“At first, I wondered what we were going to do, then realized how special that made it. Robin said every quilt has a “mistake,” and for this quilt it is the OHIO square “Mom embroidered it on the back side!”

Robin decided to place it upside down “like it is hanging to dry.” With what other state’s name could you do that?

The next step was the selection of the fabric for the accents, binding and back of the quilt. Darlene suggested to Robin that she use shades of purple, Patty’s favorite color.

After the quilt was assembled, Robin took it to local quilter Amber Ridenour, owner of the Bed Head Cardinal in Chester, Ohio, who machine-quilted the layers together and bound the edges.

When Patty was presented with the finished quilt on March 1, she could only say, “What a treasure I received today.”

Patty said she could only speculate that the reason her mother hadn’t put the blocks into a finished quilt was that they were not very bright, perhaps she was disappointed with how they turned out and didn’t think it would make a pretty finished product.

“The colors Robin selected made the flowers pop,” Patty said. “It was such an unexpected surprise, the quilt is beautiful, the fabric encases the flowers, it is perfect.”

She said she is sure her mother would be quite pleased.

“Sadly, Mom did not see the finished product, but I like to think that she heard when I excitedly told her it was being done and that I was looking forward to showing it to her.”

Patty expressed a sincere thank you to the ladies that made this happen, that turned 50-year-old quilt blocks into a treasure that contains special memories of time spent with her mother.

The late Margaret Harris Grossnickle is pictured.
https://www.mydailyregister.com/wp-content/uploads/sites/24/2021/04/web1_4.2-Margaret-Harris-Grossnickle.jpgThe late Margaret Harris Grossnickle is pictured. All photos courtesy of Cathy Coates

Patty Grossnickle and Robin Putman displaying the finished State Flower Quilt.
https://www.mydailyregister.com/wp-content/uploads/sites/24/2021/04/web1_4.2-Quilt.jpgPatty Grossnickle and Robin Putman displaying the finished State Flower Quilt. All photos courtesy of Cathy Coates

It was necessary to hand wash the blocks before piecing them together as they had been in a closet since they were completed in 1968.
https://www.mydailyregister.com/wp-content/uploads/sites/24/2021/04/web1_4.2-blocks-being-washed.jpgIt was necessary to hand wash the blocks before piecing them together as they had been in a closet since they were completed in 1968. All photos courtesy of Cathy Coates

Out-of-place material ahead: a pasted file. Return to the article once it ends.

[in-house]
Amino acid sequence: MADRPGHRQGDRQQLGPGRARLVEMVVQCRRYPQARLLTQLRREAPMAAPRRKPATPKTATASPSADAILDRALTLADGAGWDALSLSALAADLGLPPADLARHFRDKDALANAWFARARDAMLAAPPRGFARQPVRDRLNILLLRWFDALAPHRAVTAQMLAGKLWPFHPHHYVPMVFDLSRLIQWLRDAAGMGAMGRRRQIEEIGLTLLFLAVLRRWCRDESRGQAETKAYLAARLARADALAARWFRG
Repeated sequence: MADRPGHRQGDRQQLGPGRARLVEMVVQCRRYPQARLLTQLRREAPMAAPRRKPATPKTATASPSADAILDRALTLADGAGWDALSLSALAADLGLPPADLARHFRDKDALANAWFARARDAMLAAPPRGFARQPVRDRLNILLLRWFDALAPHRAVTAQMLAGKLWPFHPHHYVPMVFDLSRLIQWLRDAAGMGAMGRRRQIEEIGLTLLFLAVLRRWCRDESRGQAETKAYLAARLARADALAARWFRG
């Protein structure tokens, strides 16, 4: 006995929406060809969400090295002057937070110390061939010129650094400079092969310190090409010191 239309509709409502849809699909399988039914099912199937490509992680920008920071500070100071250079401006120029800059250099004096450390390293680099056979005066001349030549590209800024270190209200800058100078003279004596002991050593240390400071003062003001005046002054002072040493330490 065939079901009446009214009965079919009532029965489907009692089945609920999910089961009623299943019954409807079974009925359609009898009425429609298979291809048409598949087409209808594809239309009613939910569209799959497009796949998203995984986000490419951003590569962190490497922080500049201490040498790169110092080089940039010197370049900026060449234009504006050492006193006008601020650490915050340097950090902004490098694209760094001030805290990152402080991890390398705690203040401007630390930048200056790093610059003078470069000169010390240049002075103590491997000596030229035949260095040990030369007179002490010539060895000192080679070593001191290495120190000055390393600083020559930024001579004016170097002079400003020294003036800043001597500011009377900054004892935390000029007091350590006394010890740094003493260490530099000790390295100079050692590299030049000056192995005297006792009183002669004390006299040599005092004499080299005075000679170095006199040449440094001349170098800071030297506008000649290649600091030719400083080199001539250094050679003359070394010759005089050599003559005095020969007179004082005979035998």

The Ohio Block was mistakenly embroidered on the back side, and reads OIHO: Friend and quilter Robin Putman said every quilt needs to have a mistake, and this was the one for this quilt. For Patty, it is a loving reminder that not everything has to be perfect, that sometimes a mistake can be a treasured memory.
https://www.mydailyregister.com/wp-content/uploads/sites/24/2021/04/web1_4.2-Ohio-Block-right-side-up.jpgThe Ohio Block was mistakenly embroidered on the back side, and reads OIHO: Friend and quilter Robin Putman said every quilt needs to have a mistake, and this was the one for this quilt. For Patty, it is a loving reminder that not everything has to be perfect, that sometimes a mistake can be a treasured memory. All photos courtesy of Cathy Coates

Pictured is the back of the state flower quilt.
https://www.mydailyregister.com/wp-content/uploads/sites/24/2021/04/web1_4.2-State-Flower-Quilt-Back.jpgPictured is the back of the state flower quilt. All photos courtesy of Cathy Coates

By Lorna Hart

Special to OVP

The art of embroidery

Embroidery is the art of decorating material using a needle and thread, and hot iron transfer was the popular method of placing embroidery patterns on fabric during the time period when these blocks were made. The patterns came ready to use and were transferred to the fabric using a hot iron.

The next step was to place the fabric with the transfer into a hoop, which is a ring consisting of two parts. This helps keeps the fabric taut, making the embroidering easier

The seamstress then carefully stitches the outline using a special thread (embroidery floss). There are several different stitches used to make the design, including an up and down stitch for beginners, a backstitch, split stitch, satin stitch, and French knots for more experienced needleworkers.

Lorna Hart is a freelance writer for Ohio Valley Publishing.

Lorna Hart is a freelance writer for Ohio Valley Publishing.